Overall just understand that this position you are placed in at this appointment will need to be reproduced daily. So, any issues you may have with the position let your therapist know because once your treatment plan is created your set up must remain the same. Also, remember to maintain the marks you are given if this applies to you. And lastly, don’t stress! You have a road ahead that you will be able to make it down, and you will have a support system to help get you there in your Radiation team.

If you will be receiving radiation to the skin, then you will not be getting a CT scan. Rather you will be set up on the treatment table in a comfortable position, as comfortable as possible, and the area to be treated will be drawn on the skin. If this area is in the face, then there is a chance you will have lead shields placed over your eyes. For areas of the nose, you may also have plugets placed inside your nose, to help reduce the reaction on the inside of the nose. A type of bolus material will be used to bring the radiation closer to the skin’s surface. You see radiation is prescribed at a depth, this material acts as skin to pull that depth to the surface.

That should help you to better understand what to expect at your simulation appointment. Now all you do is wait for the treatment plan to be completed and you will be scheduled to start your radiation treatments.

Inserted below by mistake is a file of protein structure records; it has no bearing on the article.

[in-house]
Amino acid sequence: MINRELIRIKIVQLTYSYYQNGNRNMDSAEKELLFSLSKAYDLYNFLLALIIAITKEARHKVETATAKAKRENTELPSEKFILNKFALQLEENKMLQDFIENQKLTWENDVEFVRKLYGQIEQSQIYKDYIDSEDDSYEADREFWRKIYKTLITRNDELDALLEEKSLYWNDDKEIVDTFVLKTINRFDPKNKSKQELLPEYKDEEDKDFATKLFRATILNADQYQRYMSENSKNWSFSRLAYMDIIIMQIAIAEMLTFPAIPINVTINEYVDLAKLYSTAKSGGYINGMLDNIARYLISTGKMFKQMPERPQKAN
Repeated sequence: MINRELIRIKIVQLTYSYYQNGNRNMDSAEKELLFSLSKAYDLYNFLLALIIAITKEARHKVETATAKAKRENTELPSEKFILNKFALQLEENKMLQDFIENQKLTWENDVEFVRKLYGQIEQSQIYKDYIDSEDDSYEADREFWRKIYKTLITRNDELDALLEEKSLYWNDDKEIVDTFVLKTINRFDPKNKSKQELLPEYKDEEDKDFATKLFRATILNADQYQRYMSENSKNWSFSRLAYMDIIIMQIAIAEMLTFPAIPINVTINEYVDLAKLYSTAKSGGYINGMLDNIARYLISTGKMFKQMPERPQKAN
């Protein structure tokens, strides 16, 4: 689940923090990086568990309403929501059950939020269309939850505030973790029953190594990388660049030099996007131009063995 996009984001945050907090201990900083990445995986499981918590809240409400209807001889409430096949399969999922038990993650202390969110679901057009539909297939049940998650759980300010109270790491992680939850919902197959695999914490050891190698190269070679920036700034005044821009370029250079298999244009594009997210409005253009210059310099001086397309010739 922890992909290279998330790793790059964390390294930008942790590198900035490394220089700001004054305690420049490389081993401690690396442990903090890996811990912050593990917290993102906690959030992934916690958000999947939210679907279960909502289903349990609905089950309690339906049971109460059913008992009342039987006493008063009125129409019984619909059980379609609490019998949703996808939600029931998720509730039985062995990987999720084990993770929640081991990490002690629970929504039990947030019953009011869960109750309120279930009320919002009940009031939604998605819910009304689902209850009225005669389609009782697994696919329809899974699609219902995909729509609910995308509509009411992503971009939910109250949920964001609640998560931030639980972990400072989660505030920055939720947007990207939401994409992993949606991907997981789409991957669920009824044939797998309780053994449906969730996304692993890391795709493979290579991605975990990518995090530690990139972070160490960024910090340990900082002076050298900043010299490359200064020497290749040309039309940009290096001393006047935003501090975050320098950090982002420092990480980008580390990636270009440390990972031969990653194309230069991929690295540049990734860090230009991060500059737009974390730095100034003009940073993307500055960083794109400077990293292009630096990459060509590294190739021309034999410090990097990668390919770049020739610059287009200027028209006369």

Chapter 3

Your treatments and scheduling

You can expect to have all your treatments scheduled and a time is given to you at your next appointment. Treatments are Monday through Friday and the same time daily. If you have upcoming appointments simply let the therapists know a day or two ahead of time and change your treatment time as needed. We understand you have a lot of appointments and other things going on in your life right now. Most likely your first day after simulation you will not be receiving an actual radiation treatment. You can expect to see the treatment console (where we treat you from), the vault (the treatment room), and the linear accelerator with a table where you will be positioned for treatment. The treatment machine is open, unlike an MRI or CT. You can expect to see the machine rotate around you, but nothing will touch you. You will have a series of photos, measurements, and x-rays taken. A dry run of your treatment is performed so that the doctor can approve the set-up with the treatment plan and that everything looks correct. If you are receiving a longer number of treatments, you may opt to have permanent tattoos placed (covered in a later section).